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Abstract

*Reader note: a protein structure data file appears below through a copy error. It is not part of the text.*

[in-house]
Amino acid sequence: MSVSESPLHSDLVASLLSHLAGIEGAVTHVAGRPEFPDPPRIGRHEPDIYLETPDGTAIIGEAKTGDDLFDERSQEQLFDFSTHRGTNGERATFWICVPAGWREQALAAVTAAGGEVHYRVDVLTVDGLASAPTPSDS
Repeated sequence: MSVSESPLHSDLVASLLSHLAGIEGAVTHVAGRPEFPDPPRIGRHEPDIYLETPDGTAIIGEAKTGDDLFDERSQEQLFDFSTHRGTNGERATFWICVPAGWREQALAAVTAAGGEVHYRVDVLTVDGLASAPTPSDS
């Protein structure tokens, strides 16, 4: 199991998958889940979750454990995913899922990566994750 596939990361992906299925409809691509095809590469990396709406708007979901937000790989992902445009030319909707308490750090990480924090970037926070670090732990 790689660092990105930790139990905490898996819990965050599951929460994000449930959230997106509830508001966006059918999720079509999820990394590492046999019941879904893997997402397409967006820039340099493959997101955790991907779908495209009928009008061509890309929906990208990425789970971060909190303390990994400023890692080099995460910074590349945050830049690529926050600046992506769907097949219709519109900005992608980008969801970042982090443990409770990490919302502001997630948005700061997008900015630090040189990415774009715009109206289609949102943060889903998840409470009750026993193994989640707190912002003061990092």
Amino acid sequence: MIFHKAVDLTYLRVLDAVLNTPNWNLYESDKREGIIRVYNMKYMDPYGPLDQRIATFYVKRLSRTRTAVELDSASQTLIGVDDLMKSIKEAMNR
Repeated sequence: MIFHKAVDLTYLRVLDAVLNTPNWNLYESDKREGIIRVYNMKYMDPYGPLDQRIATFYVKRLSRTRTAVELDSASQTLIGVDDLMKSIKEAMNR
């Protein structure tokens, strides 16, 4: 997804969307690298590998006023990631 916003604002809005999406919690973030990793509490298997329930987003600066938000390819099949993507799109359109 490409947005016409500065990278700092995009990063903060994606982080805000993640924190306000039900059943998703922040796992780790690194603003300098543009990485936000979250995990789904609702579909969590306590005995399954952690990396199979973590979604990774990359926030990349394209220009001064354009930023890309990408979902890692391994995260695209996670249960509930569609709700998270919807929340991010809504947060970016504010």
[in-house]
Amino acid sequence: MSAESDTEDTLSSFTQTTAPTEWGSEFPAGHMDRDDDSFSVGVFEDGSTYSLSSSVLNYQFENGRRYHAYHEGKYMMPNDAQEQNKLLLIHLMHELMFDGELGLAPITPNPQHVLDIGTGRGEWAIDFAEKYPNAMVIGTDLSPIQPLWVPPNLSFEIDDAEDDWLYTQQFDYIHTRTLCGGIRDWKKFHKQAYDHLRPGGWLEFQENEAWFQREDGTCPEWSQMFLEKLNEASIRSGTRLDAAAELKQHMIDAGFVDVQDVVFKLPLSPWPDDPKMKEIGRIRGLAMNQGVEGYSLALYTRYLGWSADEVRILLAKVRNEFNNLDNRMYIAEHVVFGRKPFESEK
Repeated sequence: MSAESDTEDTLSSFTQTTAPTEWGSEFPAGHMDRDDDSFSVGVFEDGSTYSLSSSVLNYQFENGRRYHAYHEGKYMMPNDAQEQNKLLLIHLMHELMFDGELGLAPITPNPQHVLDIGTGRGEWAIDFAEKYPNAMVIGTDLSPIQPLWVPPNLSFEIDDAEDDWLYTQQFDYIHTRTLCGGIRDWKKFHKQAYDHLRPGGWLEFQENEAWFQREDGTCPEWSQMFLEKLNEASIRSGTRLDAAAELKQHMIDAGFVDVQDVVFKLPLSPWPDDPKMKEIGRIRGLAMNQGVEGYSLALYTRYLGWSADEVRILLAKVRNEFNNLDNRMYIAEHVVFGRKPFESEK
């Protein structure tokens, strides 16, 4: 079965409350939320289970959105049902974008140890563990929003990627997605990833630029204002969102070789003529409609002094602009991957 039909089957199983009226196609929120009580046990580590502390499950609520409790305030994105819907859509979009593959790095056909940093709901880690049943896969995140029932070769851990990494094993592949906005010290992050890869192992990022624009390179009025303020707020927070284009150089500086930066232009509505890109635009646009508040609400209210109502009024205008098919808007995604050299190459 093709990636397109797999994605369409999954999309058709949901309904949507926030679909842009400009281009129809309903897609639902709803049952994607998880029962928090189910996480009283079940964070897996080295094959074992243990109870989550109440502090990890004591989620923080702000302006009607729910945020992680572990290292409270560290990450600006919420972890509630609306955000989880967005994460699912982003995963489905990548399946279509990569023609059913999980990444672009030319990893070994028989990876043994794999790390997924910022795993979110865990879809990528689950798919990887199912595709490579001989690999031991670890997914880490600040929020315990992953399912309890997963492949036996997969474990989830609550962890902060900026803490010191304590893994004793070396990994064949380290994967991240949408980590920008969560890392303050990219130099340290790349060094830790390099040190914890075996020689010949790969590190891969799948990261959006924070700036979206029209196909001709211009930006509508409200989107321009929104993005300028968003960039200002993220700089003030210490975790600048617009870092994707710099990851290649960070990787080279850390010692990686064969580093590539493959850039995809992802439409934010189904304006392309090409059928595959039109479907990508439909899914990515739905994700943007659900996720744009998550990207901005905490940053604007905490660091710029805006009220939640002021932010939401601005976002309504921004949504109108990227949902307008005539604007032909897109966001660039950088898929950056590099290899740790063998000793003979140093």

The purpose of this study was to examine the effects of high volume aquatic-based plyometrics versus lower volume land and aquatic plyometric training on vertical jump (VJ), muscular peak power and torque in the dominant knee. Thirty-nine adult participants were randomly assigned to 1 of 4 groups: aquatic group 1 (APT1), aquatic group 2 (APT2), land group (LPT1), and control group (CON). All groups performed a 6-week plyometric training program. The APT1 and LPT performed the same volume of training where, APT2 doubled the volume. All participants were pre- and post-tested on performance variables. A 4 (group) X 2 (time) ANOVA with repeated measures was used to determine differences between the performance variables. We found no significant differences between groups for all tested variables. However, APT2 showed the greatest increased average in the performance variables. The high volume aquatic plyometric protocol is useful to help increase performance and minimize muscle soreness.

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